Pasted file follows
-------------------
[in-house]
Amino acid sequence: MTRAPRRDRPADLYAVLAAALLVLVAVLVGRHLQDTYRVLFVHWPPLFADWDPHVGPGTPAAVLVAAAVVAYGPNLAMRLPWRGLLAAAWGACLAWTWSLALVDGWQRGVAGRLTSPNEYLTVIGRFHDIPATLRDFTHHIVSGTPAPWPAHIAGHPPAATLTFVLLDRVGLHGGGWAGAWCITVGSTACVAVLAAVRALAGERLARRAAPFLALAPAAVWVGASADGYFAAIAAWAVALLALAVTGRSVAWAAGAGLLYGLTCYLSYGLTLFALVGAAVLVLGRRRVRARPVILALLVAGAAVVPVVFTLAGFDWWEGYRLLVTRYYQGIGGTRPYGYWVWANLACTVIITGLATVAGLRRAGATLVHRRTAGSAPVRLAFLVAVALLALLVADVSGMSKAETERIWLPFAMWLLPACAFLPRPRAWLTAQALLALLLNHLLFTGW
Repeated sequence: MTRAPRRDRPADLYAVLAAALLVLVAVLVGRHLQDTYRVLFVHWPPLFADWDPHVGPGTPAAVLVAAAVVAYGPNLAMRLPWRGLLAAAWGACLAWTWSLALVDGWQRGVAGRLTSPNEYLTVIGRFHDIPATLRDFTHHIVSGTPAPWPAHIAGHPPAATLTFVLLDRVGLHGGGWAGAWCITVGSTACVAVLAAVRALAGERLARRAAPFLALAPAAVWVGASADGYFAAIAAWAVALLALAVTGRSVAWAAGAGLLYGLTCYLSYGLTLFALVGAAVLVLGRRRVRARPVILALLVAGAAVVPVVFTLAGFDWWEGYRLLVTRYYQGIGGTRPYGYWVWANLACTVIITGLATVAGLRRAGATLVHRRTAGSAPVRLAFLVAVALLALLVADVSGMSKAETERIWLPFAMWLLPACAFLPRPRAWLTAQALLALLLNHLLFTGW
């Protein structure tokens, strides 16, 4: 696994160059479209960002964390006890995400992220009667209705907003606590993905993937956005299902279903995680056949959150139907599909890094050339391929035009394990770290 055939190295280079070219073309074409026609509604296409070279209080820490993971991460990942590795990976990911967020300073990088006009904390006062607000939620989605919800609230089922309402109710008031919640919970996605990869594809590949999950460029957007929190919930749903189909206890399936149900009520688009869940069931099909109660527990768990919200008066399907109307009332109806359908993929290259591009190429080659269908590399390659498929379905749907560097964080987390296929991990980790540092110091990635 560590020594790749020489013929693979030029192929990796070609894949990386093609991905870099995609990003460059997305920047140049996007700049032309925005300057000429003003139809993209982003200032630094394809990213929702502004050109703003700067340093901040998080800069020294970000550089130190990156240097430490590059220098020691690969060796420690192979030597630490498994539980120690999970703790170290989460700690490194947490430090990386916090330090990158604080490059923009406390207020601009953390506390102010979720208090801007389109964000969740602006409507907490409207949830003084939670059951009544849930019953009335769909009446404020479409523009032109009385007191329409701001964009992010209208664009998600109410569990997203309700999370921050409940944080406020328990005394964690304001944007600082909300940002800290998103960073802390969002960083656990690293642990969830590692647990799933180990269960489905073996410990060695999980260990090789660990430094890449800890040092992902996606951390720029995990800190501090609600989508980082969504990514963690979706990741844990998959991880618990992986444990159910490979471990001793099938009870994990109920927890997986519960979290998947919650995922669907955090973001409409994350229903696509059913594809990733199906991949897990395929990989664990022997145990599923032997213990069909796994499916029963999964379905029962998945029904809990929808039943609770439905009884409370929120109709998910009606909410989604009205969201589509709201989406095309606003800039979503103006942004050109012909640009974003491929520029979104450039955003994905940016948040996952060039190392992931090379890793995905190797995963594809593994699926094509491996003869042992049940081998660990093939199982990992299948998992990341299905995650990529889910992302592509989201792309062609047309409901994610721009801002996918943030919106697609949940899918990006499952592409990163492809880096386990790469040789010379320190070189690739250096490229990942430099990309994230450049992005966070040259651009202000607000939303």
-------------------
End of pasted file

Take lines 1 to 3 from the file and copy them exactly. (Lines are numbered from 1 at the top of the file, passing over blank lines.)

[in-house]
Amino acid sequence: MTRAPRRDRPADLYAVLAAALLVLVAVLVGRHLQDTYRVLFVHWPPLFADWDPHVGPGTPAAVLVAAAVVAYGPNLAMRLPWRGLLAAAWGACLAWTWSLALVDGWQRGVAGRLTSPNEYLTVIGRFHDIPATLRDFTHHIVSGTPAPWPAHIAGHPPAATLTFVLLDRVGLHGGGWAGAWCITVGSTACVAVLAAVRALAGERLARRAAPFLALAPAAVWVGASADGYFAAIAAWAVALLALAVTGRSVAWAAGAGLLYGLTCYLSYGLTLFALVGAAVLVLGRRRVRARPVILALLVAGAAVVPVVFTLAGFDWWEGYRLLVTRYYQGIGGTRPYGYWVWANLACTVIITGLATVAGLRRAGATLVHRRTAGSAPVRLAFLVAVALLALLVADVSGMSKAETERIWLPFAMWLLPACAFLPRPRAWLTAQALLALLLNHLLFTGW
Repeated sequence: MTRAPRRDRPADLYAVLAAALLVLVAVLVGRHLQDTYRVLFVHWPPLFADWDPHVGPGTPAAVLVAAAVVAYGPNLAMRLPWRGLLAAAWGACLAWTWSLALVDGWQRGVAGRLTSPNEYLTVIGRFHDIPATLRDFTHHIVSGTPAPWPAHIAGHPPAATLTFVLLDRVGLHGGGWAGAWCITVGSTACVAVLAAVRALAGERLARRAAPFLALAPAAVWVGASADGYFAAIAAWAVALLALAVTGRSVAWAAGAGLLYGLTCYLSYGLTLFALVGAAVLVLGRRRVRARPVILALLVAGAAVVPVVFTLAGFDWWEGYRLLVTRYYQGIGGTRPYGYWVWANLACTVIITGLATVAGLRRAGATLVHRRTAGSAPVRLAFLVAVALLALLVADVSGMSKAETERIWLPFAMWLLPACAFLPRPRAWLTAQALLALLLNHLLFTGW